On Wednesday, Github announced that maps would be “diffable”—a silly-sounding term that means much in the world of Github. It’s a small and even long-expected feature, but an important one, and one that aids Github’s role in the emerging ecosystem around open data.
First, a gloss on some terms. Github is a San Fransisco-based startup whose main product—also called Github—helps developers manage different versions of a project’s code. Many developers already use a piece of software on their computer called git to manage versions of code, and Github gives them a place to store Git’s files in the cloud and collaborate with others about them. It also provides messaging functions that sometimes supplant company email.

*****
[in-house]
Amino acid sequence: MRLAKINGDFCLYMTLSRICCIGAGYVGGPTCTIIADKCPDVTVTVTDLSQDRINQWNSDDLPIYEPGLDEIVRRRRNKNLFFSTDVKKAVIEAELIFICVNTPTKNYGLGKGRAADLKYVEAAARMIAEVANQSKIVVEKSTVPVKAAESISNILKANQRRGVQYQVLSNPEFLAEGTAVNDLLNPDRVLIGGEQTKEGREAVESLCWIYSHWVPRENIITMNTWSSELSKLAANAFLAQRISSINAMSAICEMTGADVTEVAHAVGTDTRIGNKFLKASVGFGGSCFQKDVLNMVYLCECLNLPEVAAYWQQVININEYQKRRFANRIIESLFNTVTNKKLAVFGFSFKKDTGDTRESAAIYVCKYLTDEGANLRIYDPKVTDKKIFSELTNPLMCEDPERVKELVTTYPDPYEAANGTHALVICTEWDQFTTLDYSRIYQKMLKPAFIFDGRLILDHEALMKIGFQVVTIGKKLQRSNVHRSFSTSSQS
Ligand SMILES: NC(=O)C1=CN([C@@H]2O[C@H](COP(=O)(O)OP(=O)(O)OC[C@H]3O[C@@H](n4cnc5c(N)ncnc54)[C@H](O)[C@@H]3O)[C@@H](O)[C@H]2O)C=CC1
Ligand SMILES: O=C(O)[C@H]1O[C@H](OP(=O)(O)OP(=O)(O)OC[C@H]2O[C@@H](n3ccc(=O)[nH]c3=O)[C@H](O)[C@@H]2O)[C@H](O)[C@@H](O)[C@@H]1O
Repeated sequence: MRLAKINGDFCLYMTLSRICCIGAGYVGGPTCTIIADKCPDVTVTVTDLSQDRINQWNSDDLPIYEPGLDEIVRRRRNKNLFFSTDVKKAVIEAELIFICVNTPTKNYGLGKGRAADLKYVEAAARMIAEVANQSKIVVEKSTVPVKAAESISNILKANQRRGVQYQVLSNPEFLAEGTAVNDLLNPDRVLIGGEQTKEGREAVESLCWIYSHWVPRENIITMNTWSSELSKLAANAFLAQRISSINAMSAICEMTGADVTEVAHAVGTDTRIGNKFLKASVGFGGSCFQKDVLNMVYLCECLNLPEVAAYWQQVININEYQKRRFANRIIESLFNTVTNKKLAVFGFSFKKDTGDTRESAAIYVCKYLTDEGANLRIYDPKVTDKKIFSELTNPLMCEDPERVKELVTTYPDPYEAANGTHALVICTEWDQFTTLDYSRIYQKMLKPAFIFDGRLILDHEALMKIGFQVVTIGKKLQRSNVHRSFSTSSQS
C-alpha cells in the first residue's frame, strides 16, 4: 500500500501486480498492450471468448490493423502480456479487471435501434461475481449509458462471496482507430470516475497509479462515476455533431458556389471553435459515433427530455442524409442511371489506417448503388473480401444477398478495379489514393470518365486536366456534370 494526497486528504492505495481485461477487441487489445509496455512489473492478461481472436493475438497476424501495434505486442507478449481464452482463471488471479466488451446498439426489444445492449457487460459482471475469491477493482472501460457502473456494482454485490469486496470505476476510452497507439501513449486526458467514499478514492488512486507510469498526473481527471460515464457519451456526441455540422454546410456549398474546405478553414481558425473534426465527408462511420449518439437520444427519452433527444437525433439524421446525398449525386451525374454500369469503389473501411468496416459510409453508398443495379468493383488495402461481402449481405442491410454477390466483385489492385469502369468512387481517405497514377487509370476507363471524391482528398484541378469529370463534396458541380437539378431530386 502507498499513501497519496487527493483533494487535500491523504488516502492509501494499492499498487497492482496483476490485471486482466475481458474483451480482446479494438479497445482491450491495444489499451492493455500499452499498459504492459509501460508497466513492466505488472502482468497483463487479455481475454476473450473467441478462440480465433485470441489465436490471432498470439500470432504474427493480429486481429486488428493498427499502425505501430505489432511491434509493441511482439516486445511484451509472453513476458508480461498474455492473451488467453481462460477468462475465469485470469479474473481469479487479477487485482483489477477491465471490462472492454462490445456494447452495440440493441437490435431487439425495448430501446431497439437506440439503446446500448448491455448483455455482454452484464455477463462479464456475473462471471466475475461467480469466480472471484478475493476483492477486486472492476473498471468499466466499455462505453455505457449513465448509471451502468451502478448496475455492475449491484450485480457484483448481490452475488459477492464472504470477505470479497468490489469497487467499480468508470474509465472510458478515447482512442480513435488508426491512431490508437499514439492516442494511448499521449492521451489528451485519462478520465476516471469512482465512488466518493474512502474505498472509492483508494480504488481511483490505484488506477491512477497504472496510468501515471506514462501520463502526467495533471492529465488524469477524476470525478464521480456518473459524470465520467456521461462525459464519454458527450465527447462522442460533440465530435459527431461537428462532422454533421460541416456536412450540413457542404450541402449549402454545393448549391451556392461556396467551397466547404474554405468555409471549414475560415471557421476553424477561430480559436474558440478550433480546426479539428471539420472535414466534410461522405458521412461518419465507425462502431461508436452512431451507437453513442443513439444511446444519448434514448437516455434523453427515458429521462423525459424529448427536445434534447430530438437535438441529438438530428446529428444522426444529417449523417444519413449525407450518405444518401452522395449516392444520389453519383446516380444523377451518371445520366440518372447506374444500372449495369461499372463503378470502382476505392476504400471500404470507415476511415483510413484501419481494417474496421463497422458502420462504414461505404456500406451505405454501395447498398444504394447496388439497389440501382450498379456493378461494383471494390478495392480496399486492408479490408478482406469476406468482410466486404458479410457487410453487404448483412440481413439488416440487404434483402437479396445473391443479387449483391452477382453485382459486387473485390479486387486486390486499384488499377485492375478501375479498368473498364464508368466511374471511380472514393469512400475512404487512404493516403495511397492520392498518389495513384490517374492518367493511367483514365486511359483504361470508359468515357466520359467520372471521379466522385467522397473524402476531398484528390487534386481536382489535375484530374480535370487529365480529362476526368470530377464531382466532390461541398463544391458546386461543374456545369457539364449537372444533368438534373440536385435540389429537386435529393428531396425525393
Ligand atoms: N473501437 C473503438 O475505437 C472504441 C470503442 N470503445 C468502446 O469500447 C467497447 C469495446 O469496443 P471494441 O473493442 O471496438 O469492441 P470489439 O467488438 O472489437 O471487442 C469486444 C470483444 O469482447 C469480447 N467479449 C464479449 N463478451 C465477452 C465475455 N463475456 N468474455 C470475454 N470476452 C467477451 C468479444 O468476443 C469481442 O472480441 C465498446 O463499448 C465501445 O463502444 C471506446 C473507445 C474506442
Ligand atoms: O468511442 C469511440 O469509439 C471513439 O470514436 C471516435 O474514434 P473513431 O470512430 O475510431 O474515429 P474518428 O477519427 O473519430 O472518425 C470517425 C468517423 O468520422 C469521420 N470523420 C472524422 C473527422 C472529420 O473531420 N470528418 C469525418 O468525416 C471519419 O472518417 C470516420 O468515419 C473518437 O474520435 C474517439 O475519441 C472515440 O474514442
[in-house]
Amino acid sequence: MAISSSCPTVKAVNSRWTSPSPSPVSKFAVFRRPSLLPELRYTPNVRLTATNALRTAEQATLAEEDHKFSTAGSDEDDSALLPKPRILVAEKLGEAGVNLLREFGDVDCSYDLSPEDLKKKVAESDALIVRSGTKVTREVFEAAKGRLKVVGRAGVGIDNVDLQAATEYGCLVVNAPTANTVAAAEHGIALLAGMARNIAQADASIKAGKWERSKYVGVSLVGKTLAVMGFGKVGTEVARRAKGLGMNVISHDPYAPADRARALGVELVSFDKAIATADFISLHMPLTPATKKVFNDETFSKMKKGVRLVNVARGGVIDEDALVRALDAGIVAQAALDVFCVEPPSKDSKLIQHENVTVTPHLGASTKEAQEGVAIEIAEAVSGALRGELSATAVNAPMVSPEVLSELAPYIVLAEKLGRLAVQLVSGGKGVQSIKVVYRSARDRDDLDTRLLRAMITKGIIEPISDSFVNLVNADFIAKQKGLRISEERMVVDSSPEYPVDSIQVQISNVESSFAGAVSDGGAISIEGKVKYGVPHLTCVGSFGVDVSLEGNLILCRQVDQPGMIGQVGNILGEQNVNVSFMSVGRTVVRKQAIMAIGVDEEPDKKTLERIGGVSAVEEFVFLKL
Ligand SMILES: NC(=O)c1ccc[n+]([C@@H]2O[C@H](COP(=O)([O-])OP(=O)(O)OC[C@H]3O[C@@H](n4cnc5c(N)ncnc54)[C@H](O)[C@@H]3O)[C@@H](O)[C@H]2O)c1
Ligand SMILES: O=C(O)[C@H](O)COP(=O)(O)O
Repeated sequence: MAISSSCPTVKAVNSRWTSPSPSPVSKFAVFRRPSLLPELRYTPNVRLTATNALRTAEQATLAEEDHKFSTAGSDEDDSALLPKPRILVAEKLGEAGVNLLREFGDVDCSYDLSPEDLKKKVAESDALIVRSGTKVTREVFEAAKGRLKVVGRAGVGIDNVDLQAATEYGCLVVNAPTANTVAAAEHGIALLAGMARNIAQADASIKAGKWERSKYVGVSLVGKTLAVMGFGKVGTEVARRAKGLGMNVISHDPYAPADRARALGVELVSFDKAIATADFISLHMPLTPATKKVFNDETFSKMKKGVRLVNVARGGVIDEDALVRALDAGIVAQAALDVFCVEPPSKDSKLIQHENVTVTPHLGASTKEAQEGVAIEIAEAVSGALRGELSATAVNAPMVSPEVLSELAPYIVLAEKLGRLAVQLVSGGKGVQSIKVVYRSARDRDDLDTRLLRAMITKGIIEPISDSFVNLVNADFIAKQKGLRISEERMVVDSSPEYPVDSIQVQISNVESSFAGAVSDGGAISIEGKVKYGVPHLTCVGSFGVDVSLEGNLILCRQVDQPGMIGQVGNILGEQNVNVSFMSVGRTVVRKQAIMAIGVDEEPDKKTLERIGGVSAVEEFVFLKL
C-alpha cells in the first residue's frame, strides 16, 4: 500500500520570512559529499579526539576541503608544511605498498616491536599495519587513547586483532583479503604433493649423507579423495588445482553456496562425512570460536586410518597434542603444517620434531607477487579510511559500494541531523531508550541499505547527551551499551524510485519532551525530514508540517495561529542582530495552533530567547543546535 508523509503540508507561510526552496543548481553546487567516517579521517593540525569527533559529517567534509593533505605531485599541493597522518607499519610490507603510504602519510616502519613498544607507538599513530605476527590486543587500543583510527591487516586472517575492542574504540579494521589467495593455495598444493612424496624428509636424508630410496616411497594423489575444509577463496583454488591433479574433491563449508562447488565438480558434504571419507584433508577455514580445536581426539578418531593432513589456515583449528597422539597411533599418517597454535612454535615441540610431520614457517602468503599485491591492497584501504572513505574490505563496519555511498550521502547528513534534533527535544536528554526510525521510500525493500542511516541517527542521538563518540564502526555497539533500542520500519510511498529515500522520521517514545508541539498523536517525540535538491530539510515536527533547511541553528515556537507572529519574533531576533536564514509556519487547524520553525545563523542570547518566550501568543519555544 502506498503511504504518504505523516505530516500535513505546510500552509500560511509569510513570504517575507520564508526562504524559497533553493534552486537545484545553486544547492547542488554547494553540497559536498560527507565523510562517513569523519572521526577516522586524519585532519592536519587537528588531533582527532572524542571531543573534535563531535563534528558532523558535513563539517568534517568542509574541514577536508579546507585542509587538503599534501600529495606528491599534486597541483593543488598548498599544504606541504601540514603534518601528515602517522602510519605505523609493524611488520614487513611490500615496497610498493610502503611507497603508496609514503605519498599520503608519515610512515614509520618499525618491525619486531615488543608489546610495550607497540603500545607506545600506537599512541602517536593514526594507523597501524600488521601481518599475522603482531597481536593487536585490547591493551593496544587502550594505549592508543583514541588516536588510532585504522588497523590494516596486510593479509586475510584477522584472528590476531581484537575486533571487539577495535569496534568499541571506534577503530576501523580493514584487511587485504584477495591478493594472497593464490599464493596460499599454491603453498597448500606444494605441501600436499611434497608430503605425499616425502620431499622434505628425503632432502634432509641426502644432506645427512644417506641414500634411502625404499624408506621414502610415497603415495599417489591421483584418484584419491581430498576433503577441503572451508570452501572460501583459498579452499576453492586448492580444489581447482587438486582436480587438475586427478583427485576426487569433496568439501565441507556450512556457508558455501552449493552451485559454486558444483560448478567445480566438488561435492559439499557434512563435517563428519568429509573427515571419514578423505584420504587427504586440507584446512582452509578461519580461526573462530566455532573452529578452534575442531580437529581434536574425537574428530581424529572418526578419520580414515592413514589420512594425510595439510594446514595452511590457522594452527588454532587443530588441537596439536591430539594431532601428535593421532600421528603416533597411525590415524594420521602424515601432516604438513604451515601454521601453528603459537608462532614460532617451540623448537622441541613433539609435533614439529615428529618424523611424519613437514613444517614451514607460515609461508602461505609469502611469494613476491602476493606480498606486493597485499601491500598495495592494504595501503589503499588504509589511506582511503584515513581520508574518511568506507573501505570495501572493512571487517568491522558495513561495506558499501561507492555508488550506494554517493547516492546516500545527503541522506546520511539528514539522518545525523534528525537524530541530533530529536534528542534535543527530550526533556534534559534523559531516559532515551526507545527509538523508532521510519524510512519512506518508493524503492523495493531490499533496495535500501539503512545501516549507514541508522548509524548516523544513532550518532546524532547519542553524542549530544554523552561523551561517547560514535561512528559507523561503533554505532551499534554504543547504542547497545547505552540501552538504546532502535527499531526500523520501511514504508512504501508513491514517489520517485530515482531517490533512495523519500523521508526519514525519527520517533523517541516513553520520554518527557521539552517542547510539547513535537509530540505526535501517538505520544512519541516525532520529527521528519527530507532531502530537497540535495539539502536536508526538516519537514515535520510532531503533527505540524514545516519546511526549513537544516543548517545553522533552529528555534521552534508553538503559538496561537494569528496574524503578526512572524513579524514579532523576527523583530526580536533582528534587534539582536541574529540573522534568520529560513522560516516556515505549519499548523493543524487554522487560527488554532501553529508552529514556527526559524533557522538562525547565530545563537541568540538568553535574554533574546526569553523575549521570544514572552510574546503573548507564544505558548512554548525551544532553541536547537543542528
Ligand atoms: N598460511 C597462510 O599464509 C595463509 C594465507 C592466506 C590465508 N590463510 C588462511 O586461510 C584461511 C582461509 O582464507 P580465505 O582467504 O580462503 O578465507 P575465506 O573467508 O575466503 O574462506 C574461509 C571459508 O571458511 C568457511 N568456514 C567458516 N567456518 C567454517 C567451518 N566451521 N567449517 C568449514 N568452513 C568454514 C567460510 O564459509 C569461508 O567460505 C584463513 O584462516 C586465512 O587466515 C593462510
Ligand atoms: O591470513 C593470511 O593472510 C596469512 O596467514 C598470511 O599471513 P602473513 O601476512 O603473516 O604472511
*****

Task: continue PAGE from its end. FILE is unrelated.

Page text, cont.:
While it costs money to host a project on Github privately, the company provides free hosting to any open-source project. If you make your code public, hosting on Github is free.
Github, then, already plays a happy home to code projects. In the past year, it’s tried to make itself friendlier and more useful for projects that use open data.
Open data, meanwhile—the effort to make information already produced by the government available to the public—is a bigger and bigger deal. Late last year, the Knight Foundation gave $250,000 to explore the creation of a U.S. Open Data Institute, an organization centered around freeing data and making it easier for people to use. Freeing, for instance, municipal restaurant health code data will allow local review apps like Yelp to display it.